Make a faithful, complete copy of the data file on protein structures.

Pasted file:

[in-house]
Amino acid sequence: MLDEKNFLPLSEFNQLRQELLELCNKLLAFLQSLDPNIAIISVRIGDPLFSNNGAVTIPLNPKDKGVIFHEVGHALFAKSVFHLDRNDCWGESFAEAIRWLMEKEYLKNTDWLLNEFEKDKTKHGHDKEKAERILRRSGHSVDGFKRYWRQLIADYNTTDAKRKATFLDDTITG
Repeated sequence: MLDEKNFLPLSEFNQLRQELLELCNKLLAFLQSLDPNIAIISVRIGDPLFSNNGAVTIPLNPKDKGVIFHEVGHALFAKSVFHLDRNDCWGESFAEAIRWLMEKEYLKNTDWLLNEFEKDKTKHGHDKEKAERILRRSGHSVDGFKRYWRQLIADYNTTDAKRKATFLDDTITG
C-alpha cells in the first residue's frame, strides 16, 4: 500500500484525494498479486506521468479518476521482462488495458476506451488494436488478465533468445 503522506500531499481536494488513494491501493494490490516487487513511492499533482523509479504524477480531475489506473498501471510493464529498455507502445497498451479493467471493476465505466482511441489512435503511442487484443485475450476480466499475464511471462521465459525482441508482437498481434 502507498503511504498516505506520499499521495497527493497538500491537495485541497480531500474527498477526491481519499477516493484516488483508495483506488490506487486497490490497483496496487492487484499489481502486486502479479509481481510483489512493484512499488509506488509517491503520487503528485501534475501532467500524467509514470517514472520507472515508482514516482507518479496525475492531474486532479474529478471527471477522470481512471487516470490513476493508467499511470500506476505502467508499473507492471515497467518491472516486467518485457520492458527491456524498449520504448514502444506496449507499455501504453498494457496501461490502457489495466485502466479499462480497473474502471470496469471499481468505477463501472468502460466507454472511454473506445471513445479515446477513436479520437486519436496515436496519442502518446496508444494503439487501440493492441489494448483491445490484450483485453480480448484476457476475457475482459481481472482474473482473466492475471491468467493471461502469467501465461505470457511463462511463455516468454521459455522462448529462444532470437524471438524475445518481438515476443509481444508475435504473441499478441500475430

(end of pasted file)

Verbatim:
[in-house]
Amino acid sequence: MLDEKNFLPLSEFNQLRQELLELCNKLLAFLQSLDPNIAIISVRIGDPLFSNNGAVTIPLNPKDKGVIFHEVGHALFAKSVFHLDRNDCWGESFAEAIRWLMEKEYLKNTDWLLNEFEKDKTKHGHDKEKAERILRRSGHSVDGFKRYWRQLIADYNTTDAKRKATFLDDTITG
Repeated sequence: MLDEKNFLPLSEFNQLRQELLELCNKLLAFLQSLDPNIAIISVRIGDPLFSNNGAVTIPLNPKDKGVIFHEVGHALFAKSVFHLDRNDCWGESFAEAIRWLMEKEYLKNTDWLLNEFEKDKTKHGHDKEKAERILRRSGHSVDGFKRYWRQLIADYNTTDAKRKATFLDDTITG
C-alpha cells in the first residue's frame, strides 16, 4: 500500500484525494498479486506521468479518476521482462488495458476506451488494436488478465533468445 503522506500531499481536494488513494491501493494490490516487487513511492499533482523509479504524477480531475489506473498501471510493464529498455507502445497498451479493467471493476465505466482511441489512435503511442487484443485475450476480466499475464511471462521465459525482441508482437498481434 502507498503511504498516505506520499499521495497527493497538500491537495485541497480531500474527498477526491481519499477516493484516488483508495483506488490506487486497490490497483496496487492487484499489481502486486502479479509481481510483489512493484512499488509506488509517491503520487503528485501534475501532467500524467509514470517514472520507472515508482514516482507518479496525475492531474486532479474529478471527471477522470481512471487516470490513476493508467499511470500506476505502467508499473507492471515497467518491472516486467518485457520492458527491456524498449520504448514502444506496449507499455501504453498494457496501461490502457489495466485502466479499462480497473474502471470496469471499481468505477463501472468502460466507454472511454473506445471513445479515446477513436479520437486519436496515436496519442502518446496508444494503439487501440493492441489494448483491445490484450483485453480480448484476457476475457475482459481481472482474473482473466492475471491468467493471461502469467501465461505470457511463462511463455516468454521459455522462448529462444532470437524471438524475445518481438515476443509481444508475435504473441499478441500475430